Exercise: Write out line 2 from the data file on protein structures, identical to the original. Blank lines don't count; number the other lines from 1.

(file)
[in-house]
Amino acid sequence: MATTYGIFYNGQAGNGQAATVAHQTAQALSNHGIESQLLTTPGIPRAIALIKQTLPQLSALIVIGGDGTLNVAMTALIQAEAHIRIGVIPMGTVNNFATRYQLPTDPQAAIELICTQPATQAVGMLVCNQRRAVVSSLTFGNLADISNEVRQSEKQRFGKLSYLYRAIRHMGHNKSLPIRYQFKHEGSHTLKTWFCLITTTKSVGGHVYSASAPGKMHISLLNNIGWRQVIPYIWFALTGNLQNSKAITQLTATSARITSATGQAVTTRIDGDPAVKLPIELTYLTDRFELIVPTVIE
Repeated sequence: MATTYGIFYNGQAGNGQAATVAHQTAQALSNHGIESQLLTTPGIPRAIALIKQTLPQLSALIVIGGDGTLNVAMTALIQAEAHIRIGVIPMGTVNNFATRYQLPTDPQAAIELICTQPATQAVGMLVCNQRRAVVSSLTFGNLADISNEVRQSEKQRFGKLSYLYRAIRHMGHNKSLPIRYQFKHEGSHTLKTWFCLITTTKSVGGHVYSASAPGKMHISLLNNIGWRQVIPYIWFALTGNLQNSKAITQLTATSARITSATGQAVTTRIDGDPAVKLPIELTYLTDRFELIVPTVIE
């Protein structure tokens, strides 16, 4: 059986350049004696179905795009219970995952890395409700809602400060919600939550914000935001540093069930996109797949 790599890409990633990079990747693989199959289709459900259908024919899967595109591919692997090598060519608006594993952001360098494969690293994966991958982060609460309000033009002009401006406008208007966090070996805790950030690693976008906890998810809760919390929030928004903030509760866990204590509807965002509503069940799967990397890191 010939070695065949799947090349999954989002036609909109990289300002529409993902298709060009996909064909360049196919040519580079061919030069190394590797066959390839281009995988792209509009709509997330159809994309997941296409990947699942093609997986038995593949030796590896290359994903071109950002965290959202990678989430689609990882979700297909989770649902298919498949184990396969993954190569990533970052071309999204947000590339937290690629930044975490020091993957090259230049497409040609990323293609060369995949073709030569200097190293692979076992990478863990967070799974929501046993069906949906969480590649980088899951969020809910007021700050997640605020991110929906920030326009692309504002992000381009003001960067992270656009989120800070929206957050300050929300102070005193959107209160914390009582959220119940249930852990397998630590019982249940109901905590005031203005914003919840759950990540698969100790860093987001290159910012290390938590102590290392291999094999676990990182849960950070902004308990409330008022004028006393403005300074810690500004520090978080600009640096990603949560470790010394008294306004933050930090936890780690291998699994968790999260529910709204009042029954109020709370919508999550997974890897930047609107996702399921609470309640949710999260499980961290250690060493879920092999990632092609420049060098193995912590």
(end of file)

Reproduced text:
Amino acid sequence: MATTYGIFYNGQAGNGQAATVAHQTAQALSNHGIESQLLTTPGIPRAIALIKQTLPQLSALIVIGGDGTLNVAMTALIQAEAHIRIGVIPMGTVNNFATRYQLPTDPQAAIELICTQPATQAVGMLVCNQRRAVVSSLTFGNLADISNEVRQSEKQRFGKLSYLYRAIRHMGHNKSLPIRYQFKHEGSHTLKTWFCLITTTKSVGGHVYSASAPGKMHISLLNNIGWRQVIPYIWFALTGNLQNSKAITQLTATSARITSATGQAVTTRIDGDPAVKLPIELTYLTDRFELIVPTVIE